Stephen Rochford believes the restriction of inter-county fixtures in April was haphazardly implemented and didn't take into account the differing schedules of counties.
Mayo chairman Mike Connelly said last week that the new measure "just wasn't working" and was leading to conflict between the needs of clubs and county sides.
"It's been a challenge," admitted Green and Red boss Rochford. "It's a very complex situation.
"The clubs want their part of the pie, quite rightly so.
"The provincial councils want to maintain provincial championships.
"County managers want to prepare their teams as best they can because really nobody is going to remember that they played two rounds of the (club) league in April and played a round of championship when you look back and assess how the county progressed through the championship.
"Last weekend was the first weekend that our guys have not played games since the first weekend of the FBD.
"Some guys haven't played because of injury but between club, college, inter-county they have been going and going. Somebody has been demanding something.
"I think we need to have a full season and try and understand the logjams.
"Páraic Duffy was trying to serve a lot of masters in that"
"There is no point being critical of one aspect of the calendar without coming up with a solution. I’m a bit preoccupied at the moment to be trying to sort out the calendar for the GAA.
"But I totally understand what Páraic Duffy was trying to do. He was trying to serve a lot of masters in that."
Rochford said that Mayo had tried to implement the spirit of the rule, despite their early championship start but that as long as counties were allowed to dictate their own programme it would not be "a level playing field".
Their 13 May Connacht SFC quarter-final opponents Galway played league but not Championship last month.
"It's been difficult, we've respected it, we've gone with it," said Rochford.
"We've played a round of club championship. There has been five rounds of club league played already, our lads have played in three rounds of it.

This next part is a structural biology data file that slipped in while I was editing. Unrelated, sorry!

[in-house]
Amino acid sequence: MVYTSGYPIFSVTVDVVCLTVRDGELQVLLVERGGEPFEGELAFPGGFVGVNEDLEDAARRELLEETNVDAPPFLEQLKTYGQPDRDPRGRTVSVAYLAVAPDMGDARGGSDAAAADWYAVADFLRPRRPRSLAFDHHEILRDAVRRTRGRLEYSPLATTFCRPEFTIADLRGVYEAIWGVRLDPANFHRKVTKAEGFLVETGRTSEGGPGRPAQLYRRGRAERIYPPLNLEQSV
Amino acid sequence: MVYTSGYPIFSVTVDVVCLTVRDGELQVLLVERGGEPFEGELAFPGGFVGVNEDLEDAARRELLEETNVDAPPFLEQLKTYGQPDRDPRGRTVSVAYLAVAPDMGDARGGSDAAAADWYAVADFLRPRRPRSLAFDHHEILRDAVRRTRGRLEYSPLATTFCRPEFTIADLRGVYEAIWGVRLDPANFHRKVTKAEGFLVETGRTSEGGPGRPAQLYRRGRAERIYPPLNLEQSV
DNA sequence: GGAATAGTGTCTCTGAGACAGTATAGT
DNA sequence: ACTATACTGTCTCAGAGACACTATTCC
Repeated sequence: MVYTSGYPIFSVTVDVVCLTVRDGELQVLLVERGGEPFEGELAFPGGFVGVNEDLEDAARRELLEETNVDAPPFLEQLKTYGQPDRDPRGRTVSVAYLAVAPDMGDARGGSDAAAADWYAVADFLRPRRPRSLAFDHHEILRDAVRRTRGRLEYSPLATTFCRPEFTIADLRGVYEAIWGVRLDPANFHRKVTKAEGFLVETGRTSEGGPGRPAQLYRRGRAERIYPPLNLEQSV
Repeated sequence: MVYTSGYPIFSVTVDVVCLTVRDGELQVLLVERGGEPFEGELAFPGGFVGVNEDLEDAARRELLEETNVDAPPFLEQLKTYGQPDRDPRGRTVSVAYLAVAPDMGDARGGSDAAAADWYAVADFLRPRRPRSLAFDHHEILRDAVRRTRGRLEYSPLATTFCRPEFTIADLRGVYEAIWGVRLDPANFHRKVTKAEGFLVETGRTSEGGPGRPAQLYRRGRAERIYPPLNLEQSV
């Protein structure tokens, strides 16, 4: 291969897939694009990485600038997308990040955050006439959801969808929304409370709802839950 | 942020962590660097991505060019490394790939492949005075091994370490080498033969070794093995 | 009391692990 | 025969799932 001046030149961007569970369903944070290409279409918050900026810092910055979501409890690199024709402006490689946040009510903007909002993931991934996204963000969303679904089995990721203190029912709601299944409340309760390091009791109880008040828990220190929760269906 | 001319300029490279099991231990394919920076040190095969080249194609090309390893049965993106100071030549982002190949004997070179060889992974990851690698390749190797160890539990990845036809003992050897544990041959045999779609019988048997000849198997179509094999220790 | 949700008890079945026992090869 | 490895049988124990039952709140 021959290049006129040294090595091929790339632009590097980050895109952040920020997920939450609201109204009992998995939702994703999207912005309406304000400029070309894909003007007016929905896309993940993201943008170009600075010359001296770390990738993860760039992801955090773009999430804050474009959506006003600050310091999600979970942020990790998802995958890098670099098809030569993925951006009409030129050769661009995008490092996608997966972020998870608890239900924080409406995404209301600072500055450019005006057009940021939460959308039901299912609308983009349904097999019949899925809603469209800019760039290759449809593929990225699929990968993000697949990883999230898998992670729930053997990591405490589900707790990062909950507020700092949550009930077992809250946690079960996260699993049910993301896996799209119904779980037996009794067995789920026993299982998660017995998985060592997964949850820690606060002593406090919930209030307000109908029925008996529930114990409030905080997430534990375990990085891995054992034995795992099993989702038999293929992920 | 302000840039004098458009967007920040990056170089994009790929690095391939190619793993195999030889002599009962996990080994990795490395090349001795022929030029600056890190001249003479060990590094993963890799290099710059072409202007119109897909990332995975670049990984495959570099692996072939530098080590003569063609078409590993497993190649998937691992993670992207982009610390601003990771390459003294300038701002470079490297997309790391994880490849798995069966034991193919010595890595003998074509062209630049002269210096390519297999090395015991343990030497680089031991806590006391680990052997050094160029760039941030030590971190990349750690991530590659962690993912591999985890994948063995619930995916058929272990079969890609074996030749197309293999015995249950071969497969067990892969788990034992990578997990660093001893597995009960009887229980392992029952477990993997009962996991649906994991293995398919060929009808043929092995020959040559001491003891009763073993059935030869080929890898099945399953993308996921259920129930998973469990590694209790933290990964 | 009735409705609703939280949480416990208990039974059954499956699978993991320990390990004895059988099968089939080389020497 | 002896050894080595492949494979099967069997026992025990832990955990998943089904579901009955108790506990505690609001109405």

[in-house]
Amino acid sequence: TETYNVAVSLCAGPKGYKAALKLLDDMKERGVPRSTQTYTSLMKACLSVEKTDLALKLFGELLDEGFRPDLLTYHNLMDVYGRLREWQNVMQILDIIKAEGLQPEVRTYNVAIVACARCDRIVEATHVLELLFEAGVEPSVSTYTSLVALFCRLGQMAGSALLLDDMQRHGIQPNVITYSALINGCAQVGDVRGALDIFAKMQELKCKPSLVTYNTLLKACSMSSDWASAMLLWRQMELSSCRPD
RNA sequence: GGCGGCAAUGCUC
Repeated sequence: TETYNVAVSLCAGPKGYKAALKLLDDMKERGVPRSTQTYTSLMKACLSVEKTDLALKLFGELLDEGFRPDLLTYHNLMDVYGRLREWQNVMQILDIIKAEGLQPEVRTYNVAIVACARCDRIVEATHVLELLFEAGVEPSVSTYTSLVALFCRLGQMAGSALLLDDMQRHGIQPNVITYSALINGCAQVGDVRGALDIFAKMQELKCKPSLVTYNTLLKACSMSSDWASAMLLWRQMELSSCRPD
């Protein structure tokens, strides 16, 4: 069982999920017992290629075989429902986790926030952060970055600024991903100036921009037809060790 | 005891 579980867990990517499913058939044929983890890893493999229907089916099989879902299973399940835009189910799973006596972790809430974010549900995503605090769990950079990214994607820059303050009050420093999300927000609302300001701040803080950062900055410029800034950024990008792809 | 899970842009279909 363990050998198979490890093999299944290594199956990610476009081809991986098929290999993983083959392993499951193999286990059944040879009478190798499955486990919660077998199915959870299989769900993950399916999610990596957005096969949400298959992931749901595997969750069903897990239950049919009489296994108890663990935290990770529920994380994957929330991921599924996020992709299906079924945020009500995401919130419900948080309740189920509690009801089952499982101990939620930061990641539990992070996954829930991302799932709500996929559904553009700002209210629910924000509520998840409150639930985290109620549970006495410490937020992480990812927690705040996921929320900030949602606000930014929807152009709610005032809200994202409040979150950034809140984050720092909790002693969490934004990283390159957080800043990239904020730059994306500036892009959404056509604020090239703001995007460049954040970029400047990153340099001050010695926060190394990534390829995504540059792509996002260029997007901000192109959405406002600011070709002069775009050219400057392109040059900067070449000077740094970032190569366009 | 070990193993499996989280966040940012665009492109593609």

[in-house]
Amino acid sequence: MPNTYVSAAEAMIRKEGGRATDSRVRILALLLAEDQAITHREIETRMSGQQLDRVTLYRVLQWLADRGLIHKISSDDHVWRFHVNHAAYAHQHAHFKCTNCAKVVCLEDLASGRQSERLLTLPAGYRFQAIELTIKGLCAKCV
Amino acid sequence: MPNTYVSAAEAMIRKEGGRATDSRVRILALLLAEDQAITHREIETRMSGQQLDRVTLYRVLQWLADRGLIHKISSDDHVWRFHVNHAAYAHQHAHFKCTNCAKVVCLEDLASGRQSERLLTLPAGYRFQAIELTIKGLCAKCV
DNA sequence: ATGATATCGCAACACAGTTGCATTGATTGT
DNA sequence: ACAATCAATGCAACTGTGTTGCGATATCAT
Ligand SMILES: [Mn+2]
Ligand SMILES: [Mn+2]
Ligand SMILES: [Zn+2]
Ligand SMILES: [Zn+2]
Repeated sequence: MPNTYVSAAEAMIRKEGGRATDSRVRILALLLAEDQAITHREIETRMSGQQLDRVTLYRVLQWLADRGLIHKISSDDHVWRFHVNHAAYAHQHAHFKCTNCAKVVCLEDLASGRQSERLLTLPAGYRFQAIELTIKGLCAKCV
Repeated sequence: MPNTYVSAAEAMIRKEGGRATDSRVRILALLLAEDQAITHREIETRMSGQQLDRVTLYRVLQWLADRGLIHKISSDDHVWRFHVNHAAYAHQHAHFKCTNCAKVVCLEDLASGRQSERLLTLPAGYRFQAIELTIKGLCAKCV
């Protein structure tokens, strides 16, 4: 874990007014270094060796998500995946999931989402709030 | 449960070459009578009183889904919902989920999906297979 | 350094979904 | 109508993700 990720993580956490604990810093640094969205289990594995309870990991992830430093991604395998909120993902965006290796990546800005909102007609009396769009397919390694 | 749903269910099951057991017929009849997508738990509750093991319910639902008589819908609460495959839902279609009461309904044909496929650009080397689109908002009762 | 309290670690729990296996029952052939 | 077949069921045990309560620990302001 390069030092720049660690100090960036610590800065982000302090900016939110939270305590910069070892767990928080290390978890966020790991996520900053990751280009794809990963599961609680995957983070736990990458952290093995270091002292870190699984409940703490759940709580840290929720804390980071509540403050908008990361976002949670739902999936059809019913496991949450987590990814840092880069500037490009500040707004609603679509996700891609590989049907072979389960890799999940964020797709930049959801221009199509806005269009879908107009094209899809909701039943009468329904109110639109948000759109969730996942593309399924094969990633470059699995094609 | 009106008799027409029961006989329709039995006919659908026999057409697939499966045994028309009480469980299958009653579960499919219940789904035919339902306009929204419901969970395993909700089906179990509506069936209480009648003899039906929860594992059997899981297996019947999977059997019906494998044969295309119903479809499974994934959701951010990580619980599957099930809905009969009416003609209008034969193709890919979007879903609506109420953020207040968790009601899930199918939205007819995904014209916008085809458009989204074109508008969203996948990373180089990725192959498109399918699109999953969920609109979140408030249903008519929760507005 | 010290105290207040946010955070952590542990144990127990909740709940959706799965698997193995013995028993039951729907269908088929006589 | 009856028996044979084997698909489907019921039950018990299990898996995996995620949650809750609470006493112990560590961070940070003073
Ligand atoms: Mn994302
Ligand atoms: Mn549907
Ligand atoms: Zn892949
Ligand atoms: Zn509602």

"So for a team that's out the earliest in the championship bar the four Connacht counties this weekend, we've operated in really good faith in it.
"It's not a level playing field. We're playing in 12 days' time, teams aren't playing until first week in June so trying to guard off the month of April is more feasible in counties that aren't playing in June than it is in April."
Rochford believes Croke Park needed to take greater control of county fixtures if the directive was to be successful.
"Croke Park should have set a framework that everyone has to do x, y and z in April, that you have to play two championship games or whatever.
"Instead, of setting these rules and then letting the fixture element sort of be laissez-faire throughout the country. It was only half-cooked, in that sense.
"It has been challenging because no two counties are the same. There are geography issues, there are dual issues. It is really complex.
"There is no one simple issue to it. In many ways, county managers have an agenda around trying to prepare their teams. Clubs have their agenda. There has to be some dialogue.
"I don’t really understand why they can’t play the calendar all in one year, why we can’t play (club) provincials and All-Ireland finals in the one calendar year.
"And look at trying to be a bit more strategic in relation to how we are going to run the calendar."